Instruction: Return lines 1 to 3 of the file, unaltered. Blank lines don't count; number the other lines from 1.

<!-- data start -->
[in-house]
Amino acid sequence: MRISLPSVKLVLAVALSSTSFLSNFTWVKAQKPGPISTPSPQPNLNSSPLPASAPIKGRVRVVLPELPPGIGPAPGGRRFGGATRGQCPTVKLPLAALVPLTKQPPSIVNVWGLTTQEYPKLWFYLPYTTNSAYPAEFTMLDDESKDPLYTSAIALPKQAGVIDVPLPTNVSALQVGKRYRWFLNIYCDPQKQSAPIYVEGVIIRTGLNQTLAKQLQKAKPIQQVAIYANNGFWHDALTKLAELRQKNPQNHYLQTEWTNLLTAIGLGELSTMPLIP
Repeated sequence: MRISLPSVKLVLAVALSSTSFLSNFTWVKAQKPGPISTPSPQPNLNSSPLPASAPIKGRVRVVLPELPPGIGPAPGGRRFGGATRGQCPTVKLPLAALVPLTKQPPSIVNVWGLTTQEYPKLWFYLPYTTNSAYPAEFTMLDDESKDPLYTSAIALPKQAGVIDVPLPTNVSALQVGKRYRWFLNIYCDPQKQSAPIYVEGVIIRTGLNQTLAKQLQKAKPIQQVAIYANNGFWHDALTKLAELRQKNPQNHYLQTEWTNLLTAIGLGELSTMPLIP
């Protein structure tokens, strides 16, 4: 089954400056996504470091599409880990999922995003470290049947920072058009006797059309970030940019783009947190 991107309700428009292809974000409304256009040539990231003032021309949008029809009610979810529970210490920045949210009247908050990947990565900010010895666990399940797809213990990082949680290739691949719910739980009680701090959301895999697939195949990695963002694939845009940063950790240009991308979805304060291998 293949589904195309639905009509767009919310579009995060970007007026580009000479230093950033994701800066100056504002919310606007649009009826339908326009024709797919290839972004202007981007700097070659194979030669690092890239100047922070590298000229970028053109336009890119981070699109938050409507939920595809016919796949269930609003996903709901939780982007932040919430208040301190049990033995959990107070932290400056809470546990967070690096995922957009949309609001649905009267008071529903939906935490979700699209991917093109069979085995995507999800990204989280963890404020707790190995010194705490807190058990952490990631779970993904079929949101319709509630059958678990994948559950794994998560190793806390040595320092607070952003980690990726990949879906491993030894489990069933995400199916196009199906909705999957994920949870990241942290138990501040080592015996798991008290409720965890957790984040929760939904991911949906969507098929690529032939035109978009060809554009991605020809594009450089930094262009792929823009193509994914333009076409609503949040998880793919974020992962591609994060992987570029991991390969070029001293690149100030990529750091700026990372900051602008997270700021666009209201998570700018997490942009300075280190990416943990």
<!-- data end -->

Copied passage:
[in-house]
Amino acid sequence: MRISLPSVKLVLAVALSSTSFLSNFTWVKAQKPGPISTPSPQPNLNSSPLPASAPIKGRVRVVLPELPPGIGPAPGGRRFGGATRGQCPTVKLPLAALVPLTKQPPSIVNVWGLTTQEYPKLWFYLPYTTNSAYPAEFTMLDDESKDPLYTSAIALPKQAGVIDVPLPTNVSALQVGKRYRWFLNIYCDPQKQSAPIYVEGVIIRTGLNQTLAKQLQKAKPIQQVAIYANNGFWHDALTKLAELRQKNPQNHYLQTEWTNLLTAIGLGELSTMPLIP
Repeated sequence: MRISLPSVKLVLAVALSSTSFLSNFTWVKAQKPGPISTPSPQPNLNSSPLPASAPIKGRVRVVLPELPPGIGPAPGGRRFGGATRGQCPTVKLPLAALVPLTKQPPSIVNVWGLTTQEYPKLWFYLPYTTNSAYPAEFTMLDDESKDPLYTSAIALPKQAGVIDVPLPTNVSALQVGKRYRWFLNIYCDPQKQSAPIYVEGVIIRTGLNQTLAKQLQKAKPIQQVAIYANNGFWHDALTKLAELRQKNPQNHYLQTEWTNLLTAIGLGELSTMPLIP